Djokovic and Federer show improved form in Rome
Top-ranked Djokovic quickly overcame an early break to cruise past Spanish qualifier Albert Montanes 6-2, 6-3 and second-seeded Federer routed Italian wild card Potito Starace 6-1, 6-2 Tuesday to reach the third round of the Italian Open.
Djokovic dropped his serve to fall behind 2-1 in the opening set but broke back immediately and took control from there against his 32-year-old opponent.
The six-time Grand Slam champion didn't appear to have any problem with his right ankle, which he twisted while representing Serbia in the Davis Cup in April then appeared to hurt again in a loss to Grigor Dimitrov at the Madrid Open last week.
"It was a good performance for a start, although I know I can do better," Djokovic said. "My game has to be better for the next challenge. I didn't have a good week in Madrid but I came here early and did a lot of practice."
Djokovic didn't practice for 12 days between winning the Monte Carlo Masters in April and the start of the Madrid tournament.
"I was playing with a degree of injury," he said. "With Paris and London coming up I need to be 100 percent. ... the positive thing is that my ankle is well and I'm playing without pain, and I did not want an injury in the most important part of the year."
Djokovic has reached the final in four of the five past years at the Foro Italico, winning the title in 2008 and 2011.
Federer has never won in Rome, with his best results being two runner-up finishes. He lost the 2003 final to Felix Mantila and in 2006 dropped a fifth-set tiebreaker to Rafael Nadal.
After a seven-week break from the tennis circuit, Federer returned to action last week and got his clay-court season off to a difficult start with a third-round loss to Kei Nishikori of Japan.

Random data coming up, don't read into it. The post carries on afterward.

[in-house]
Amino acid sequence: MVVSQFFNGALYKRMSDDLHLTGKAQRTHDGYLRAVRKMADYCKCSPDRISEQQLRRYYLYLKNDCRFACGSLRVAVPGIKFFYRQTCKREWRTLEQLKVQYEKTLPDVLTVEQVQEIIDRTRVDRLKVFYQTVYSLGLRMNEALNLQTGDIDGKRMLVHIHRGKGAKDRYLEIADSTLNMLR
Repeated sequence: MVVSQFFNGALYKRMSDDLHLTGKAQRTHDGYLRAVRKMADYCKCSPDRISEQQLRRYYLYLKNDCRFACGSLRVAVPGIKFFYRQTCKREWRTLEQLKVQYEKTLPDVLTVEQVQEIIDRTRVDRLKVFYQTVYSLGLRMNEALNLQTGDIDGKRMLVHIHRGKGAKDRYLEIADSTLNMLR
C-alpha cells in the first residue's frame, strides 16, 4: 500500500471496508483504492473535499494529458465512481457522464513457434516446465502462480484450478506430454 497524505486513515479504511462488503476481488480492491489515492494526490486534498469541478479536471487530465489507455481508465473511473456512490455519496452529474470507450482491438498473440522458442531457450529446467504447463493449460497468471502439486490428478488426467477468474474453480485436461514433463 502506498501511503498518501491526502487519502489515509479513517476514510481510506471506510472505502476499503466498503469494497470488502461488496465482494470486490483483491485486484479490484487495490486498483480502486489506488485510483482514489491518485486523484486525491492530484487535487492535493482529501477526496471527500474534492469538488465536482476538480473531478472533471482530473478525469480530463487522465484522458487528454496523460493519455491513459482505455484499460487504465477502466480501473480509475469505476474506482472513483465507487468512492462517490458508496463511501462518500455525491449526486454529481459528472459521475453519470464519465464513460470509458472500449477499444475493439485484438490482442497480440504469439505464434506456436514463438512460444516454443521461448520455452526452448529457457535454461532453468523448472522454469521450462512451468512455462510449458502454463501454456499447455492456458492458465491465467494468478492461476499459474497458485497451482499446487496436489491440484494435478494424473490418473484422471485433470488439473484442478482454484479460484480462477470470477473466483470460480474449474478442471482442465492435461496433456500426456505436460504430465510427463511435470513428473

Against Starace, however, Federer never struggled, with the Foro Italico crowd's support for the local favorite proving useless.
"I feel the way I want to feel," Federer said. "I'm happy that from start to finish I was able to control the outcome of the match."
Williams has won her past three tournaments but her only title at this event came in 2002.
A former Wimbledon junior champion, the 39th-ranked Robson broke in the opening game of the match and tested Williams with her left-handed strokes, but the American eventually overpowered her. Robson hit several costly double faults.
"It wasn't an easy match. There were a lot of balls flying back and forth," Williams said. "I knew she had a lot of potential but, playing against her, she has more potential than I thought. She doesn't have too many weaknesses, so that's a good sign of a future champion."
Also reaching the third round were seventh-seeded Juan Martin del Potro, who beat Andrey Kuznetsov of Russia 6-3, 6-2; and ninth-seeded Richard Gasquet, who defeated Dimitrov 6-4, 6-4; while Kevin Anderson of South Africa eliminated 11th-seeded Marin Cilic 6-3, 7-6 (7)
Two seeded players were upset in the first round.
In the women's second round, Simona Halep of Romania upset fourth-seeded Agnieszka Radwanska 6-7 (2), 6-1, 6-2; and eighth-seeded Petra Kvitova overcame a second-set lapse to beat Sabine Lisicki of Germany 6-4, 0-6, 7-5.
The 10th-seeded Wozniacki wasted a 5-2 lead in the third-set tiebreaker. The Dane has struggled on clay this season, losing to Yaroslava Shvedova in the first round in Madrid and to Carla Suarez Navarro in her first match last month in Stuttgart, Germany.
Copyright 2013 by The Associated Press
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